3-D printing technology has advanced so greatly that relatively inexpensive 3-D printers are now available and popping up all over the OSU Campus. The Valley Library recently made 3-D printing available to any student and also has a 24 hour web cam set-up for viewing of the articles being made (http://guides.library.oregonstate.edu/3Dprinting).
One major drawback at the moment is the plastic available to make articles. Both the type of plastic the Valley Library 3-D printer is specifically designed to use and the most common used plastic in other 3-D printing technology are plastics that are NOT recycled. None of the Big Six Plastics (the six largest commodity plastics which are commonly recycled and labeled with recycling codes 1 through 6) are currently used in 3-D printing but there is no technological reason why they couldn’t be used.
Our goal is to pull these plastic materials from the OSU recycled plastic waste stream, sort them into their individual recycling codes, shred them, and then process them using a laboratory scale plasticating extruder available in the CBEE Polymer Lab into a fiber to be used as the feed to a 3-D printer. The plasticating extruder, a common plastics processing piece of equipment, simply takes the solid polymer feed, melts it into a liquid, which then can be passed through a die to produce fiber of a desired diameter and length. We have this equipment in the lab and have recently purchased a MakerBot Replicator 2x 3-D printer (http://store.makerbot.com/replicator2x) like the one currently in the Valley Library (and at 7 other sites on the OSU campus, see them all here).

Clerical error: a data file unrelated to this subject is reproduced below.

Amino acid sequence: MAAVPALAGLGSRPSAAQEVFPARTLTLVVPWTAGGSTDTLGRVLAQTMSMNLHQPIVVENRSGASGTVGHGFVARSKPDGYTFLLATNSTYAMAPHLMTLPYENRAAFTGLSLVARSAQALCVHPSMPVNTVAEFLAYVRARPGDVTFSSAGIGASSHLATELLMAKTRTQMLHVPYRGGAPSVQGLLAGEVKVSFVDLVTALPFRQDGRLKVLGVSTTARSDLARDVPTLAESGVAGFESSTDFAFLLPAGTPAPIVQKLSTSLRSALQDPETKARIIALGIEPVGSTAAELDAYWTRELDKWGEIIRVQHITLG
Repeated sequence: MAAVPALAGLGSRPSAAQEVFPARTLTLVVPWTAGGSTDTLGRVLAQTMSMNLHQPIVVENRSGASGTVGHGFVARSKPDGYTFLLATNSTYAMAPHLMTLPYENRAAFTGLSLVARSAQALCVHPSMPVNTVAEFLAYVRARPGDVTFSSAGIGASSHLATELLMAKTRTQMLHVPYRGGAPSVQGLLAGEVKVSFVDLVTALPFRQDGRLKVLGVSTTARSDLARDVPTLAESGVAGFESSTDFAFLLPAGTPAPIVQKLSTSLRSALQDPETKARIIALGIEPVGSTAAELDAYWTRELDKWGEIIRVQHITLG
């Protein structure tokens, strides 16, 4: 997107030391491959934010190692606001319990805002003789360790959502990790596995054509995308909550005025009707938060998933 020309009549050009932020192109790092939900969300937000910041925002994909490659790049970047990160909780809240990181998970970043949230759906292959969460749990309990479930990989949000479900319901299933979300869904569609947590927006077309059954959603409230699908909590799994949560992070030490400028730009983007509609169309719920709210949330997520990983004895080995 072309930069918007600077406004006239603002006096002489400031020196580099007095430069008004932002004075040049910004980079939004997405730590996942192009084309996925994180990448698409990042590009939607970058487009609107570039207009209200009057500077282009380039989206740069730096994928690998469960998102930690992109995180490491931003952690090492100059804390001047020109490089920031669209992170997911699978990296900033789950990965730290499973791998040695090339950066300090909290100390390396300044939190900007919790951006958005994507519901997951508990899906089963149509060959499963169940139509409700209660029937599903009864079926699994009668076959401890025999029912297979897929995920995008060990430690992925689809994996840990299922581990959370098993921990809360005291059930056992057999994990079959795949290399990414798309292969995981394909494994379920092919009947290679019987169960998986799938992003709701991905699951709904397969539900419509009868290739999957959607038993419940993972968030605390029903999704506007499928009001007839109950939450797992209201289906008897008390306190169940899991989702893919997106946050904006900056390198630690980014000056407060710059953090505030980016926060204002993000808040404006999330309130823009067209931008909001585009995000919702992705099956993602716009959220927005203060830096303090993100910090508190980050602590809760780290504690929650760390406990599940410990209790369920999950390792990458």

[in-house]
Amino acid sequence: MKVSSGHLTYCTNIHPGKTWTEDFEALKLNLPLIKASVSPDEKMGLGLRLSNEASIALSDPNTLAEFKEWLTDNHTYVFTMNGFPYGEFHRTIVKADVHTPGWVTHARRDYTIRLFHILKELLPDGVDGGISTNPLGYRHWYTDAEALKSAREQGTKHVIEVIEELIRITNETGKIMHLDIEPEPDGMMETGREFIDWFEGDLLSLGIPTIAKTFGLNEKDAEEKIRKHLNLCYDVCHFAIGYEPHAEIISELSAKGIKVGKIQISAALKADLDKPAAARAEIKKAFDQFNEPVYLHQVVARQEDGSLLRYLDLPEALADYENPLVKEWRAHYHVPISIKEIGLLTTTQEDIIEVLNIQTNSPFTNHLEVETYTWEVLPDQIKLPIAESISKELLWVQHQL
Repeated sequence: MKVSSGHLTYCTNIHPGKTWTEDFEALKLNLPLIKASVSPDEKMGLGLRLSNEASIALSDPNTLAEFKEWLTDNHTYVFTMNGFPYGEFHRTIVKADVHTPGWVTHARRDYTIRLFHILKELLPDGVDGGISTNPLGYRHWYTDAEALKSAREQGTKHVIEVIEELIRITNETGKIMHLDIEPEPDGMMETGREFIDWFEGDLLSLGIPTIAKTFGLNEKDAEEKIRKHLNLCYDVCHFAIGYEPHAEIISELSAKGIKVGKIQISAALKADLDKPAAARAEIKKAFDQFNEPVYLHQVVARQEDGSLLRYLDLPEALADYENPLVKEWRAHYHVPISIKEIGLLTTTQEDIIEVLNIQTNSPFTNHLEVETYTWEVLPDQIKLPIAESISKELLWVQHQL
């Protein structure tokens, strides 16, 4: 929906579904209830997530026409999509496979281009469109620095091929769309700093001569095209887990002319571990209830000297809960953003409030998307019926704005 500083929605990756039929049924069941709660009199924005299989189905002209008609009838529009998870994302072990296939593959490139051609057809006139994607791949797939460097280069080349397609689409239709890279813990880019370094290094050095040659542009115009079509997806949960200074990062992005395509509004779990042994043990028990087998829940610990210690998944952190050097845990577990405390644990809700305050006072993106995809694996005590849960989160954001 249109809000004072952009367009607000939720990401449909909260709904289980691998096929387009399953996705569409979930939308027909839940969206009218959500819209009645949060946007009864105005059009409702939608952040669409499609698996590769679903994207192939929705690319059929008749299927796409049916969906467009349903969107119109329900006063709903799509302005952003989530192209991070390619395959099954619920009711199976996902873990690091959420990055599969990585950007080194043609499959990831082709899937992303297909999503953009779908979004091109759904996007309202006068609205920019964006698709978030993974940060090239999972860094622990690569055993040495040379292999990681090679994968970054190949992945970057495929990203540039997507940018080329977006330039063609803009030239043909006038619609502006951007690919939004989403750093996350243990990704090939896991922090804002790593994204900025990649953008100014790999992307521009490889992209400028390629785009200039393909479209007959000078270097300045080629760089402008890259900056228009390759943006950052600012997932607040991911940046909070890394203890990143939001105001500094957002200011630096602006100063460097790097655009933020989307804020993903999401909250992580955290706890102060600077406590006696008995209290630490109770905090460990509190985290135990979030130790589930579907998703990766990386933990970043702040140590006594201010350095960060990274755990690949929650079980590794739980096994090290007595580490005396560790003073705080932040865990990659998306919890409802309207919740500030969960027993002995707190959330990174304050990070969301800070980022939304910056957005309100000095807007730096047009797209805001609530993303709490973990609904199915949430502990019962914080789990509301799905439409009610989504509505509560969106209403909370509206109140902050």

To date, we have been able to collect HDPE (#2), PP (#5) containers and PLA cups from the OSU waste stream. They have been sorted, shredded and washed. The plastics were fed to the plasticating extruder to produce filament suitable for the 3-D printer and have been successfully used as filament feed in the 3-D printer. However, since neither HDPE nor PP have ever been used in 3-D printing anywhere, we are still working on establishing the 3-D printing specifications for these materials. Once we have perfected the technology, we will make this material available to the Valley Library so students can make 3-D articles from recycled plastics, a much more sustainable way to produce articles which generally do not have stringent performance requirements.
To learn more about 3-D Printing at Oregon State, visit their site here.